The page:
They understand that how we look at things as individuals will be different—and they make room for that.
They are not locked into the belief that, My way is the only way.
Often, when our buttons are pushed, it is because we subconsciously think that our way, in that moment is the only or best way.
People with a high EQ not only make room for the reality of diverse perspectives, place value in the diversity.
They are able to set that information in front of them when their buttons are pushed, and it diffuses their reaction and makes room for personal growth.
4. They take responsibility for their own motivation.
People with a high EQ rally their energy and strength towards goals. They have goals for their career, their relationships, and their personal growth track.
When a button is pushed, or they are provoked in a difficult conversation—they have a goal or end in mind.
They are able to ask themselves, Is this response going to help me get to where I want to go?
They understand that they are responsible for their motivation and can rally their focus and strength around those goals—therefore act accordingly.
If someone at work is provoking their emotional response, they can quickly identify how their reaction will move them further towards or away from the destination in mind.
5. They seek to know themselves.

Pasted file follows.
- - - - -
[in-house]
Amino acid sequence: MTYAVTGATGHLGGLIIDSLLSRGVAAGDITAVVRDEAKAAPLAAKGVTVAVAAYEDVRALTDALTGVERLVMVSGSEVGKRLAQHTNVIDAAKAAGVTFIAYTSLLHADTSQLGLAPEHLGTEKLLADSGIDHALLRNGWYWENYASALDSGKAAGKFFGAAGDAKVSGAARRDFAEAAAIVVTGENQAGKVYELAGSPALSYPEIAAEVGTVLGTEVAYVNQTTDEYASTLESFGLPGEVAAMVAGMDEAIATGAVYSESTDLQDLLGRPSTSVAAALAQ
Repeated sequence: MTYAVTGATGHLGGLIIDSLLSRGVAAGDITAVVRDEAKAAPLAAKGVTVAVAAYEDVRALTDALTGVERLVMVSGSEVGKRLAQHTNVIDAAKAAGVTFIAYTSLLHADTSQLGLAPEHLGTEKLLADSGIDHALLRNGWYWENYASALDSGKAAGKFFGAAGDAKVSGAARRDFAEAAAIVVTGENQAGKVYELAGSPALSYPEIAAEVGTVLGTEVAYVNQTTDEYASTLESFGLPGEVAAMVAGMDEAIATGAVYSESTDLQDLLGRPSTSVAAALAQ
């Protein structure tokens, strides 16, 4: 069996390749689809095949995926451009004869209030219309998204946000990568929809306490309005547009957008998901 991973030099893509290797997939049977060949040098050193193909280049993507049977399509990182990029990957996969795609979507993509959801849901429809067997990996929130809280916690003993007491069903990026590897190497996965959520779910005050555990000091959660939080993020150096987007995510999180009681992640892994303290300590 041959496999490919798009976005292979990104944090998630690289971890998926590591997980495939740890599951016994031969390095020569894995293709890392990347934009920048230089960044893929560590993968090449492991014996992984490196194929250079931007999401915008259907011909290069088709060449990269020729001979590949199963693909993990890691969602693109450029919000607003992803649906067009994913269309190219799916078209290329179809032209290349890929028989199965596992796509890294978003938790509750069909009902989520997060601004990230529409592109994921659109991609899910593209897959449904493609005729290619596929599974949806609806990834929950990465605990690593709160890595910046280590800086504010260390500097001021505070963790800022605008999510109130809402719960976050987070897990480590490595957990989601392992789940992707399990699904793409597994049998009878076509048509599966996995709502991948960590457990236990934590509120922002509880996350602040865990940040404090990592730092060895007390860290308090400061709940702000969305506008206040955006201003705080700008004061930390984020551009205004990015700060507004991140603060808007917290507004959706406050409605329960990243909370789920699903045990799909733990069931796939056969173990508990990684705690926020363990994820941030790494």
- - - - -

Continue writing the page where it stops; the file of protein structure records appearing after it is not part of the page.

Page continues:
People with a high EQ are self-aware.
They are constantly reaching to know who they are, and the effect they are having on others.
As I mentioned earlier, the first step to dealing with an area that is easily provoked is to acknowledge that the area exists.
People with a high EQ not only know that these areas exist, they are actively trying to address the reasons why they exist.
When someone pushes a button, they see that trigger as an opportunity to further grow and learn more about themselves.
A provocation doesn’t take them off guard. Instead, they see it as a mile-marker or indication of where they have been, and where they are going.
Those with a high EQ are not an elite group of people. They are simply people that have taken the time to build the skill.
We all have areas in our life where there are opportunities to grow. Conflict, regardless of the type, can be an excellent flashlight on those areas.
The next time someone pushes your buttons, don’t allow your emotions to take the wheel.
Ask yourself what is going on inside, and then challenge yourself to take ownership of that area.
You may not have control over the situation, but you do have control over how you respond to the situation.
Developing your EQ can help you not only have the right response to conflict—it can give you the strength and ability to reduce the number of buttons you have to push in the first place.
Emotional intelligence, the ability to make emotions work for you instead of against you, is an essential quality of effective leaders, employees, and people.
But, how do you practically go about increasing awareness of both yourself and your surroundings?
We’ve created our free guide entitled, “10 Things You Can Do Today To Increase Emotional Intelligence” to help you begin to learn how to recognize and understand emotions in yourself and others and leverage this awareness to manage your behavior and relationships. Download it here.